Yellow-Legged Hornet Found in Georgia

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A wasp sitting on lichen-covered bark. It is mostly dark with some yellow markings

A yellow-legged hornet (Vespa velutina). Photo by Gilles San Martin licensed under CC BY-SA 2.0

As if we needed another large wasp to strike fear in residents of the US, the state of Georgia is reporting the detection of a single specimen of the yellow-legged hornet (Vespa velutina) near the city of Savannah. There are no reports yet of an active colony, but the folks down there are busy investigating.

Concerns about this hornet stem from their potential to kill honey bees, as well as establish large colonies of stinging insects. This species creates large paper nests in trees and eaves of human structures, much like our native bald-faced hornets (Dolichovespula maculata).

At this time there is no evidence that this wasp is in North Carolina. However, this species has a high potential for invading new areas. Despite this, we have many similar wasps and other insects that might be mistaken for this species. I will be updating these pages with this new species, but for now information on large wasps and their lookalikes can be found on this page.

Characteristics to look for in specimens suspected to be yellow-legged hornets (see images below):

  • queens are about 1″ and workers are about 3/4″ long
  • base of legs dark, while tips (tarsi) are yellow or pale yellow
  • thorax and head mostly dark, though front of face is yellow
  • abdomen with dark base (some thin yellow stripes); segments becoming more yellow near the tip of the abdomen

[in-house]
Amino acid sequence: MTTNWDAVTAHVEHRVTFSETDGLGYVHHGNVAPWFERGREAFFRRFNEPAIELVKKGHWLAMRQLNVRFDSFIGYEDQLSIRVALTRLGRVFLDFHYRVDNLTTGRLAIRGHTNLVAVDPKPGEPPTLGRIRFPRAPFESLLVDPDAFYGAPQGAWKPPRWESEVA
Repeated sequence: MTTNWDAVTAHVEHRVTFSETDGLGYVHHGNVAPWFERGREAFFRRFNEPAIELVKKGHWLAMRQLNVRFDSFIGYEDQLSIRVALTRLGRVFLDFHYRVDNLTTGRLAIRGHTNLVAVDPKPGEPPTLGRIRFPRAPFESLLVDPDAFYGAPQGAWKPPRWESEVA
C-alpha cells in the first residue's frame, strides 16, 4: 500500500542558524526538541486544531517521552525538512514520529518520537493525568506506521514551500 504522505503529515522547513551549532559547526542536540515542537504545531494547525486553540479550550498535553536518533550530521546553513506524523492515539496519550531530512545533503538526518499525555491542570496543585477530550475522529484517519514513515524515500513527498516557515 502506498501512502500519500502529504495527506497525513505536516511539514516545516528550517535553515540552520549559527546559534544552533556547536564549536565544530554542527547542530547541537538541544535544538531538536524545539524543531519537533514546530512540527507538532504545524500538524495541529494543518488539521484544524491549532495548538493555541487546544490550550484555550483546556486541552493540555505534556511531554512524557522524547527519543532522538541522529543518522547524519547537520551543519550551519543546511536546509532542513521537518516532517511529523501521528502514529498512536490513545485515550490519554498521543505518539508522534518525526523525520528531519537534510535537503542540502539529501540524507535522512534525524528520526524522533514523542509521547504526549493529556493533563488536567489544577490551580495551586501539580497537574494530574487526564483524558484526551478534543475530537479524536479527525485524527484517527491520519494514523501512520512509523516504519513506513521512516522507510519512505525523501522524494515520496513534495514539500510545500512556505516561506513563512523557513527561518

A wasp sitting on a leaf. It is mostly dark with some yellow markings

A yellow-legged hornet (Vespa velutina). Photo by Gilles San Martin licensed under CC BY-SA 2.0

Face, dorsal, and lateral images of a specimen of Vespa velutina.

Face, dorsal, and lateral views of a yellow-legged hornet (Vespa velutina) specimen. Photos by Todd Gilligan USDA APHIS PPQ ITP

Note that the most common late season, large wasps people will be seeing here in NC are European hornets (Vespa crabro) and cicada killer wasps (Sphecius speciosus). Here are photos of those wasps:

A large European hornet on a tree

A European hornet (Vespa crabro), a large social, paper-nest-making wasp that has been long-established in North Carolina

A large wasp on the ground

A cicada killer wasp (Sphecius speciosus), a large solitary wasp that is native and harmless.

If you suspect you have found a yellow-legged hornet, first check carefully the characteristics mentioned above. If you have photos and/or specimens and are still unsure on the ID, please submit them through the NC State Plant Disease and Insect Clinic’s system (instructions can be found here).

Additional resources: